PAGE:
Less than 18 months now remain before the targeted June 2020 debut of NASA’s Space Launch System (SLS), which is tasked with lofting the Orion Multi-Purpose Crew Vehicle (MPCV) on a 25.5-day mission around the Moon. The heat shield for Orion—which will endure temperatures of up to 2,760 degrees Celsius (5,000 degrees Fahrenheit) and experience a re-entry velocity of 24,500 mph (39,430 km/h) as it brings the spacecraft back to Earth—was installed last year.
Further testing of the SLS vehicle itself will occur over the coming months, including shipment of its integrated core stage to NASA’s Stennis Space Center, near Bay St. Louis, Miss., for the long-awaited “Green Run” test. This will see all four RS-25 core-stage engines test-fired simultaneously on the newly-refurbished B2 test-stand. Elsewhere, the Orion crew module and European-built service module will be integrated for shipment to NASA’s Plum Brook Station in Sandusky, Ohio, for testing, later this year.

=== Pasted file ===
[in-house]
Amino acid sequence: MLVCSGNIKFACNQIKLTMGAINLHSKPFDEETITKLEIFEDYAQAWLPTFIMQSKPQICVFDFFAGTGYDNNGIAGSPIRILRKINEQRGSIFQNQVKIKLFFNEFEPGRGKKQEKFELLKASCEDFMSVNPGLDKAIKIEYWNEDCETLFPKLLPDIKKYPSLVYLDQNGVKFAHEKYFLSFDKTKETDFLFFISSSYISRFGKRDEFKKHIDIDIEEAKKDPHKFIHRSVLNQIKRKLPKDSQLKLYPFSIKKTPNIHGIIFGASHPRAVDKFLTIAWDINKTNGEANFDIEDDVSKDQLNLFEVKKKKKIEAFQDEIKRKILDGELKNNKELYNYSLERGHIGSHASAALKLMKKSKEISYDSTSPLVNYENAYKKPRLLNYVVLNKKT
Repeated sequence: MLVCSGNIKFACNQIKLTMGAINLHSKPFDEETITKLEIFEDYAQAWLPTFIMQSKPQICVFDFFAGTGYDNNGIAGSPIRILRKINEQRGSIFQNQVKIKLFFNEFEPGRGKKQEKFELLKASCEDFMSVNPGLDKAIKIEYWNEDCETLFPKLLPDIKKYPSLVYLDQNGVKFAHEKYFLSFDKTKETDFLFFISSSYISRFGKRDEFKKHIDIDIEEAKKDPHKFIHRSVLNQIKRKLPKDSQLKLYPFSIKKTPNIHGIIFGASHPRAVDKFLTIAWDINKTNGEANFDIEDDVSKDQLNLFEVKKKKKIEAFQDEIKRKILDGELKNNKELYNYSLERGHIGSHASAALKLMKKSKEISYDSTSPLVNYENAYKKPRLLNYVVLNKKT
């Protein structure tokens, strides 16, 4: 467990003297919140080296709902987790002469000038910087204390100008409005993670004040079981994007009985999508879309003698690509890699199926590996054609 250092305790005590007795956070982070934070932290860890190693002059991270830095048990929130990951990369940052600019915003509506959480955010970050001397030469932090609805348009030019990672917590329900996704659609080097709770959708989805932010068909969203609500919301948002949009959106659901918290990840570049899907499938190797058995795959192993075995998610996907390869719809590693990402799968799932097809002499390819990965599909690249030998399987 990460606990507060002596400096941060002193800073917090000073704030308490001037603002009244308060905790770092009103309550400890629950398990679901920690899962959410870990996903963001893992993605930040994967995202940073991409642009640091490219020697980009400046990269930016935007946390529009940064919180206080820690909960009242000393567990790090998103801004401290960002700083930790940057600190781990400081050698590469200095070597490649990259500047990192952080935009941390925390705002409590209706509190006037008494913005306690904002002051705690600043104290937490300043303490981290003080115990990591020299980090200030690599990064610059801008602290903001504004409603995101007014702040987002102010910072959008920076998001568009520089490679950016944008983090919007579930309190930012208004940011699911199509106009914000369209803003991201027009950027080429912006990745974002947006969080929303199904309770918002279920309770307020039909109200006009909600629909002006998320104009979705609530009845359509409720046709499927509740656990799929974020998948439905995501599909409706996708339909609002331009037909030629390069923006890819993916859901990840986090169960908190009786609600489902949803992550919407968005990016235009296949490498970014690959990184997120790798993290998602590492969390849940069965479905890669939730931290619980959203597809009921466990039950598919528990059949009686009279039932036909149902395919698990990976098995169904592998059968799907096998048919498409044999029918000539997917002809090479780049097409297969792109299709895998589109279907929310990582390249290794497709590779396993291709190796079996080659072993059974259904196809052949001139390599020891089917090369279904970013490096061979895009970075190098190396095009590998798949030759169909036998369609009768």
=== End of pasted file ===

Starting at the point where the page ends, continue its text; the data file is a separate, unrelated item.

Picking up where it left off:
Having triumphantly test-flown its SpaceShipTwo suborbital vehicle to the edge of space in December 2018—carrying test pilot Mark Stucky and former shuttle commander Rick “C.J.” Sturckow to an altitude of 51.4 miles (82.7 km)—Sir Richard Branson’s Virgin Galactic anticipates regular customer-paying flights from Spaceport America, near Las Cruces, N.M., in the year ahead. Costing in the region of $200,000 to $250,000 per ticket, the approximately 2.5-hour flights will include a few minutes in space and several hundred would-be space travelers are fully signed-up and have passed 6-8 G centrifuge testing. Also in 2019, Sir Richard’s Virgin Orbit is expected to stage its first orbital mission of LauncherOne. This two-stage booster, optimized for smallsat deliveries to low-Earth orbit, will be air-launched from beneath the fuselage of an upgraded Boeing 747-400 aircraft, dubbed “Cosmic Girl”. Other missions planned for 2019 include a suborbital test-flight of Vector Space Systems’ Vector-R, intended to evaluate fairings, avionics and thrust vector control mechanisms, and the maiden voyage of Firefly Aerospace’s Firefly Alpha smallsat launch vehicle.